An easy but effective Data Quality algorithm for abnormality detection in real numbers

Most of the focus of the DQ profiling commercial tools is around cleansing “Dimension” data (as referred in Data Warehouse terminology). However, the quality of facts is almost as important as dimensions. In this article I want to suggest a heuristic for identifying outliers in fact data which is infinitely better than nothing! – Anything is infinitely better than nothing, mathematically speaking.

The problem is called, abnormality detection. To be more specific, I am talking about outlier detection. What does that mean to the user?

Example: Real-estate data. There have been reports of an American citizen receiving a $200,000 tax bill for its 3-4 bedroom house in an average suburb. I couldn’t find the original article, so you should trust me on this. If you don’t want to trust me (which is the right thing to do) imagine similar problems that I am sure you have encountered.

The tax man has clearly issued an outlier for the specific sub-class of houses, e.g. a 3-4 bedroom in an average suburb. For such house, the tax should be something between $700-$2000. A $200K tax is a significant number obviously, but a good application should point out the outlier even if the tax is slightly out of order, e.g. $2500 for a house which should be taxed a bit less in that range.

Solution: Write a little algorithm, that learns the distribution of “fact” values in regards to the condition over several other dimensions. Excuse me for using the Data Warehouse methodology (Fact, and Dimension) instead of the usual machine learning methodology (e.g. features). I think the DW methodology makes more sense here, and I don’t want to justify it, so go ahead and replace the terms with your favorite ones.

Algorithm:

1 – Discover facts, and dimensions. From data-type and their distribution, i.e. count(distinct(fact)) / count(fact) is close to 1. Alternatively, you can ask user to identify this.
2 – Filter out time and dates, as they don’t help us much in this setting. A recurring date dimension, like DayOfWeek, or IsHoliday, can be very useful though.
3 – For every Fact do:
3 – a ) For every Dimension do:
3 – a – i ) Measure the statistical distribution of filtered data limited with the dimension. Specifically measure Count, Mean, Variance, Min, and Max.
3 – a – ii ) Store the above statistics in a file along with the selected dimensions, IF Count > 30 and the sqrt(variance) << max – min.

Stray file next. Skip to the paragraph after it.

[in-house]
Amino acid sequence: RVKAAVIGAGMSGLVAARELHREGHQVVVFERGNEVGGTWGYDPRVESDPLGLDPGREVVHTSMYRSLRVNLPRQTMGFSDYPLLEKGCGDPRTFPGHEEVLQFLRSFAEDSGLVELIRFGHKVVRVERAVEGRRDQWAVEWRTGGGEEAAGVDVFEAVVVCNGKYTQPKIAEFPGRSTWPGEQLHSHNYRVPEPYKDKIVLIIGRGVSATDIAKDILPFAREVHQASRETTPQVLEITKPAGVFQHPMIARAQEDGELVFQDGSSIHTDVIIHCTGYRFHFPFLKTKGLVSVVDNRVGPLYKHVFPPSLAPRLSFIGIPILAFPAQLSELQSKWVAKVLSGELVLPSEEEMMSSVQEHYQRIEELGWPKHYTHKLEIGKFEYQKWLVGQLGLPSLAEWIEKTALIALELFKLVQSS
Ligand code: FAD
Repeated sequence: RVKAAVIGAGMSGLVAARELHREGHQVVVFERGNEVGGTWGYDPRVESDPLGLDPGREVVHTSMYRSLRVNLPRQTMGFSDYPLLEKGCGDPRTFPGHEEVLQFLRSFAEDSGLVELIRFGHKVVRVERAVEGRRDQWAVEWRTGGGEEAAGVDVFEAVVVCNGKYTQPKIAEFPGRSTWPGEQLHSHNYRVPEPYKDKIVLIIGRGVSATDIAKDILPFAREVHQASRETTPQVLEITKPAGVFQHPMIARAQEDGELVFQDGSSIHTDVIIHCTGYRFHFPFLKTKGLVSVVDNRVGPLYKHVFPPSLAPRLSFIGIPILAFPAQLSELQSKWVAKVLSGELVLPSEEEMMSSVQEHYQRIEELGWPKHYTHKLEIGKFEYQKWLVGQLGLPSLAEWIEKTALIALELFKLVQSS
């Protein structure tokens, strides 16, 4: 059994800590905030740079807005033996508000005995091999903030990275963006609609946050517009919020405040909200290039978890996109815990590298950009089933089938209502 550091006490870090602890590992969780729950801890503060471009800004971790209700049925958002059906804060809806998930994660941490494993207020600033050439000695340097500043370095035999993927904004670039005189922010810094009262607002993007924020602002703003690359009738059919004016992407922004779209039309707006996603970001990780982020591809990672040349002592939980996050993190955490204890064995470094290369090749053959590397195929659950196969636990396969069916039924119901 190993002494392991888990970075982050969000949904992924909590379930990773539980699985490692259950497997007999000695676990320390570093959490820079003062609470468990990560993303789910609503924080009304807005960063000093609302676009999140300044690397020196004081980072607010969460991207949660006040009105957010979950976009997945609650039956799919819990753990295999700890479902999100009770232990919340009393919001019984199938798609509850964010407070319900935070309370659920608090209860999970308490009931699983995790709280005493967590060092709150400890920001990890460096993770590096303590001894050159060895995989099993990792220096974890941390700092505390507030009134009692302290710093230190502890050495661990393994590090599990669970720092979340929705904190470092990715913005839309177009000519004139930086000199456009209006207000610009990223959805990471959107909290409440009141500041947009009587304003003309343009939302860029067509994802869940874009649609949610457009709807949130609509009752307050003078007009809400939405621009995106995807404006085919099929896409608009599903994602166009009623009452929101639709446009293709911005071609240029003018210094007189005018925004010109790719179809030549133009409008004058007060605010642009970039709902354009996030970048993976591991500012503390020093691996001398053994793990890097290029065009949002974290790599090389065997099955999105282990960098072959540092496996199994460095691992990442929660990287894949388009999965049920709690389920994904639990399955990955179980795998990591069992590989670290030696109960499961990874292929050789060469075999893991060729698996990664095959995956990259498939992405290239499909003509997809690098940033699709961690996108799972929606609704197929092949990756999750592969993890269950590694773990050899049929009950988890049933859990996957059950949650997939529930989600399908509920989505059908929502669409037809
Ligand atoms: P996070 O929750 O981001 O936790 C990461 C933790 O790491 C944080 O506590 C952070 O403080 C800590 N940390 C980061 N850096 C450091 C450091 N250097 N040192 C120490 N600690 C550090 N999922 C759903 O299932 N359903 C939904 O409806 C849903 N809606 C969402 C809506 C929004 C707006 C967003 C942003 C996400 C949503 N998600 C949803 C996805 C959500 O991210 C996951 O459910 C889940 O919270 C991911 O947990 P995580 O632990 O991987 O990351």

3 – a – iii ) Recurse to (3 – a) and include more dimensions in the condition.
4 – Print out the rules discovered in 3 – a – ii.

Above algorithms is not optimized for performance, but in the case of DQ, who cares about performance? Just run in your Hadoop cluster :).

Output of the above algorithm is a set of rules like: For tax: 3-bedroom, and house, and average suburb, variance is … and mean is …, which means the values are expected to be between 700, and 1500. Your application can read these rules and apply it the data, or user interface to help users fix/avoid their outliers.

Evaluation: Can’t publish customer’s data, but I’ll do it on some public data, later. Only if people ask.

 

Kaggle is good start, but needs to be smarter

Kaglle.com is a website that hosts competitions for data scientists. Regardless of what data scientist means, and where is the line between data scientist (who invents techniques and algorithms) and data analyst (who uses existing tools and techniques to mine knowledge from data), the site is a good start.

I understand the business idea behind kaggle is partly collecting anonymous data analysts to solve data problems for enterprise. In return, individuals get rewards and businesses get their problem solved. Excellent win-win idea, but not so well implemented.

Personally, I tried to engage in the competitions, but I had a hard time motivating myself. Like (possibly) most users of the site, I was not there to win a competition, it would be great if that happens, but what would turn me on was learning from others. Unfortunately, kaggle did not put specific thoughts to promote collaboration. I was hoping to team up with experts, but I faced a real competition environment. Minimum openness and collaboration. This is a good model for sports competitions, and maybe the 1% whom are good enough and just want to win a competition and get some recognition, but wastes all the talents that can do good data analysis but don’t have the skill or will to win a competition.

The market for data analysis is huge, and someone has to start winning it. An average result from the data analysis is actually as valuable as the best possible result. Remember, the renowned Netflix competition, after 2 years and thousand of competitors, the estimation was only 10% better. Let’s face it. World’s top data analysts wouldn’t care about $2,000 prize or a free trip to a conference. Young and fresh data analysts also won’t get enough learning in Kaggle. Data analysis is not as rewarding as hacking is for teenagers, they should understand math, statistics, and maybe algorithms, so hacking competition style doesn’t work for data analysis.

I believe Kaggle is not going to win any significant share in the available market for crowd sourced data analysis. Another start-up with a better approach targeting average data analysts (or scientists if you like) is going to shine sooner or later.